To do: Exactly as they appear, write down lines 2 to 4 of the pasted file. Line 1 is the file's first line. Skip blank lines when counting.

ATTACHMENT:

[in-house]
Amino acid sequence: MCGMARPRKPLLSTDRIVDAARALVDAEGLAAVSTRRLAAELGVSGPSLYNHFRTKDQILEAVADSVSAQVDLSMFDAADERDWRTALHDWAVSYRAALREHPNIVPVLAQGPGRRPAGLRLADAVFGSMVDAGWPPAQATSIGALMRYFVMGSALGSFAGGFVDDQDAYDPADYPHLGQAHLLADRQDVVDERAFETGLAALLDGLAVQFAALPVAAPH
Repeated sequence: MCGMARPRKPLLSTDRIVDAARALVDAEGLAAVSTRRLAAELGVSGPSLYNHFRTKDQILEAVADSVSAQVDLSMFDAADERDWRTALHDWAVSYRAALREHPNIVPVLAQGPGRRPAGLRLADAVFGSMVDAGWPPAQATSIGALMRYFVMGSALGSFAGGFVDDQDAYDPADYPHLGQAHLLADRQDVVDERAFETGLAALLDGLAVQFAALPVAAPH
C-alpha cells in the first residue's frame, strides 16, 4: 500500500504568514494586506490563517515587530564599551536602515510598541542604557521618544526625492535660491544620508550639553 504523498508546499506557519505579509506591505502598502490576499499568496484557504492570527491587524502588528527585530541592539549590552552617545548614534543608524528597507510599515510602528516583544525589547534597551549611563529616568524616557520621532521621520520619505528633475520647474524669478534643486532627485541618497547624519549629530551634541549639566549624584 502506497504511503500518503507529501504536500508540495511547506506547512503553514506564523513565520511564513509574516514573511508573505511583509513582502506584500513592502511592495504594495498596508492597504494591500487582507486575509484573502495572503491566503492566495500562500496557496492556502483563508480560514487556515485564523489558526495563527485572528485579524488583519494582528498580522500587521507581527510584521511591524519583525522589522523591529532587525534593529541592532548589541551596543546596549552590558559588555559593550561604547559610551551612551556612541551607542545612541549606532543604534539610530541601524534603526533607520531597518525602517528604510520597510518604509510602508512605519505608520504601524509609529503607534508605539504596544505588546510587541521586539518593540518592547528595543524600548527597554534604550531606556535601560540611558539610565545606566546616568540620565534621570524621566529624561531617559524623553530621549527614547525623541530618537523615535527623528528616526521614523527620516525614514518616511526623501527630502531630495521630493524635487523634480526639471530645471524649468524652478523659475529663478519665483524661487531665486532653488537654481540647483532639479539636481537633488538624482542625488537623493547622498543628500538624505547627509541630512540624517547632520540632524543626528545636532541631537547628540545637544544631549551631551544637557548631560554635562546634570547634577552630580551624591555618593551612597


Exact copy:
Amino acid sequence: MCGMARPRKPLLSTDRIVDAARALVDAEGLAAVSTRRLAAELGVSGPSLYNHFRTKDQILEAVADSVSAQVDLSMFDAADERDWRTALHDWAVSYRAALREHPNIVPVLAQGPGRRPAGLRLADAVFGSMVDAGWPPAQATSIGALMRYFVMGSALGSFAGGFVDDQDAYDPADYPHLGQAHLLADRQDVVDERAFETGLAALLDGLAVQFAALPVAAPH
Repeated sequence: MCGMARPRKPLLSTDRIVDAARALVDAEGLAAVSTRRLAAELGVSGPSLYNHFRTKDQILEAVADSVSAQVDLSMFDAADERDWRTALHDWAVSYRAALREHPNIVPVLAQGPGRRPAGLRLADAVFGSMVDAGWPPAQATSIGALMRYFVMGSALGSFAGGFVDDQDAYDPADYPHLGQAHLLADRQDVVDERAFETGLAALLDGLAVQFAALPVAAPH
C-alpha cells in the first residue's frame, strides 16, 4: 500500500504568514494586506490563517515587530564599551536602515510598541542604557521618544526625492535660491544620508550639553 504523498508546499506557519505579509506591505502598502490576499499568496484557504492570527491587524502588528527585530541592539549590552552617545548614534543608524528597507510599515510602528516583544525589547534597551549611563529616568524616557520621532521621520520619505528633475520647474524669478534643486532627485541618497547624519549629530551634541549639566549624584 502506497504511503500518503507529501504536500508540495511547506506547512503553514506564523513565520511564513509574516514573511508573505511583509513582502506584500513592502511592495504594495498596508492597504494591500487582507486575509484573502495572503491566503492566495500562500496557496492556502483563508480560514487556515485564523489558526495563527485572528485579524488583519494582528498580522500587521507581527510584521511591524519583525522589522523591529532587525534593529541592532548589541551596543546596549552590558559588555559593550561604547559610551551612551556612541551607542545612541549606532543604534539610530541601524534603526533607520531597518525602517528604510520597510518604509510602508512605519505608520504601524509609529503607534508605539504596544505588546510587541521586539518593540518592547528595543524600548527597554534604550531606556535601560540611558539610565545606566546616568540620565534621570524621566529624561531617559524623553530621549527614547525623541530618537523615535527623528528616526521614523527620516525614514518616511526623501527630502531630495521630493524635487523634480526639471530645471524649468524652478523659475529663478519665483524661487531665486532653488537654481540647483532639479539636481537633488538624482542625488537623493547622498543628500538624505547627509541630512540624517547632520540632524543626528545636532541631537547628540545637544544631549551631551544637557548631560554635562546634570547634577552630580551624591555618593551612597